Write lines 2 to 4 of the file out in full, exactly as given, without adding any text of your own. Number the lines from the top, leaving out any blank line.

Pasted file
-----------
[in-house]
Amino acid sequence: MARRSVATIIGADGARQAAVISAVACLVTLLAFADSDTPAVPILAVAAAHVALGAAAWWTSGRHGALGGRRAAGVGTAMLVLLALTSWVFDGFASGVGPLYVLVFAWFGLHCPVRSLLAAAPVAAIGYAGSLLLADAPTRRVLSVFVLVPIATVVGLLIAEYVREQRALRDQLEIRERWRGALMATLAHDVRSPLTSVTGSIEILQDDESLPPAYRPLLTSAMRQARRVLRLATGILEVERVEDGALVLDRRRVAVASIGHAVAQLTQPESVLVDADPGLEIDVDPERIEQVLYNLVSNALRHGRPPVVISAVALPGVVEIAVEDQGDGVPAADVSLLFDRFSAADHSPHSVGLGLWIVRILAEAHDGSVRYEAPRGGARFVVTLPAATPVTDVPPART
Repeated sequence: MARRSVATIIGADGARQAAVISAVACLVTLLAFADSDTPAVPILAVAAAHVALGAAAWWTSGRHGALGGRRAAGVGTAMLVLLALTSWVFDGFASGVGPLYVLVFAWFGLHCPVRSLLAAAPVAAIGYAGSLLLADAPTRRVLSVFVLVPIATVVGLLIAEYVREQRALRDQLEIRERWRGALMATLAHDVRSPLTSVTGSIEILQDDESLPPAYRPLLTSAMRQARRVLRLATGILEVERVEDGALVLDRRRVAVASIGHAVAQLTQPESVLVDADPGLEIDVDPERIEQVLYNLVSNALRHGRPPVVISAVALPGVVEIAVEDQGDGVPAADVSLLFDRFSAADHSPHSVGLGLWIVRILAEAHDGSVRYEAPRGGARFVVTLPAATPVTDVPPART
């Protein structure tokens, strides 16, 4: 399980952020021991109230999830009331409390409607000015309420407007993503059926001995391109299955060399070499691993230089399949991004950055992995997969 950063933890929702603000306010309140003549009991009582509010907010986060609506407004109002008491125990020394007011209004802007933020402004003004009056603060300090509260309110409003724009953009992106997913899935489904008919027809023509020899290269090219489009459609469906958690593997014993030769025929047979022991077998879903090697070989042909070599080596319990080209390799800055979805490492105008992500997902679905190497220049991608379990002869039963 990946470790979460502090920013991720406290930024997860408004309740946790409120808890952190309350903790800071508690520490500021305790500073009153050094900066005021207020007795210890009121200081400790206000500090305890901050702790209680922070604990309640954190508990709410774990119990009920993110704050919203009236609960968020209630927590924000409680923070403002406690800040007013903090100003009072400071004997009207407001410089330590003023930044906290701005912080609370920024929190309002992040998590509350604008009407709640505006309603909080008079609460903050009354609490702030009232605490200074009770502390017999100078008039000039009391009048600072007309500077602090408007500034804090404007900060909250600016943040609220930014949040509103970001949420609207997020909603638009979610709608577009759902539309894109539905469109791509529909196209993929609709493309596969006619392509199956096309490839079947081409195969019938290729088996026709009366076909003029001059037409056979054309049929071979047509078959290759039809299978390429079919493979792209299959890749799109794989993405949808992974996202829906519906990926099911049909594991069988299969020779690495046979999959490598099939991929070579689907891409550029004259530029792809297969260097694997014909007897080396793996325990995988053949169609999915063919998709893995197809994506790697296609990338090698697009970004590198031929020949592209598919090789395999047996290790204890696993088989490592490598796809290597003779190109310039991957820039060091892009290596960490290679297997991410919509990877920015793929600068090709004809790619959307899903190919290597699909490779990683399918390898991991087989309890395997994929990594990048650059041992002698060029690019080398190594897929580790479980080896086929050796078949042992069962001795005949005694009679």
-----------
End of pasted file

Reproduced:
Amino acid sequence: MARRSVATIIGADGARQAAVISAVACLVTLLAFADSDTPAVPILAVAAAHVALGAAAWWTSGRHGALGGRRAAGVGTAMLVLLALTSWVFDGFASGVGPLYVLVFAWFGLHCPVRSLLAAAPVAAIGYAGSLLLADAPTRRVLSVFVLVPIATVVGLLIAEYVREQRALRDQLEIRERWRGALMATLAHDVRSPLTSVTGSIEILQDDESLPPAYRPLLTSAMRQARRVLRLATGILEVERVEDGALVLDRRRVAVASIGHAVAQLTQPESVLVDADPGLEIDVDPERIEQVLYNLVSNALRHGRPPVVISAVALPGVVEIAVEDQGDGVPAADVSLLFDRFSAADHSPHSVGLGLWIVRILAEAHDGSVRYEAPRGGARFVVTLPAATPVTDVPPART
Repeated sequence: MARRSVATIIGADGARQAAVISAVACLVTLLAFADSDTPAVPILAVAAAHVALGAAAWWTSGRHGALGGRRAAGVGTAMLVLLALTSWVFDGFASGVGPLYVLVFAWFGLHCPVRSLLAAAPVAAIGYAGSLLLADAPTRRVLSVFVLVPIATVVGLLIAEYVREQRALRDQLEIRERWRGALMATLAHDVRSPLTSVTGSIEILQDDESLPPAYRPLLTSAMRQARRVLRLATGILEVERVEDGALVLDRRRVAVASIGHAVAQLTQPESVLVDADPGLEIDVDPERIEQVLYNLVSNALRHGRPPVVISAVALPGVVEIAVEDQGDGVPAADVSLLFDRFSAADHSPHSVGLGLWIVRILAEAHDGSVRYEAPRGGARFVVTLPAATPVTDVPPART
């Protein structure tokens, strides 16, 4: 399980952020021991109230999830009331409390409607000015309420407007993503059926001995391109299955060399070499691993230089399949991004950055992995997969 950063933890929702603000306010309140003549009991009582509010907010986060609506407004109002008491125990020394007011209004802007933020402004003004009056603060300090509260309110409003724009953009992106997913899935489904008919027809023509020899290269090219489009459609469906958690593997014993030769025929047979022991077998879903090697070989042909070599080596319990080209390799800055979805490492105008992500997902679905190497220049991608379990002869039963 990946470790979460502090920013991720406290930024997860408004309740946790409120808890952190309350903790800071508690520490500021305790500073009153050094900066005021207020007795210890009121200081400790206000500090305890901050702790209680922070604990309640954190508990709410774990119990009920993110704050919203009236609960968020209630927590924000409680923070403002406690800040007013903090100003009072400071004997009207407001410089330590003023930044906290701005912080609370920024929190309002992040998590509350604008009407709640505006309603909080008079609460903050009354609490702030009232605490200074009770502390017999100078008039000039009391009048600072007309500077602090408007500034804090404007900060909250600016943040609220930014949040509103970001949420609207997020909603638009979610709608577009759902539309894109539905469109791509529909196209993929609709493309596969006619392509199956096309490839079947081409195969019938290729088996026709009366076909003029001059037409056979054309049929071979047509078959290759039809299978390429079919493979792209299959890749799109794989993405949808992974996202829906519906990926099911049909594991069988299969020779690495046979999959490598099939991929070579689907891409550029004259530029792809297969260097694997014909007897080396793996325990995988053949169609999915063919998709893995197809994506790697296609990338090698697009970004590198031929020949592209598919090789395999047996290790204890696993088989490592490598796809290597003779190109310039991957820039060091892009290596960490290679297997991410919509990877920015793929600068090709004809790619959307899903190919290597699909490779990683399918390898991991087989309890395997994929990594990048650059041992002698060029690019080398190594897929580790479980080896086929050796078949042992069962001795005949005694009679």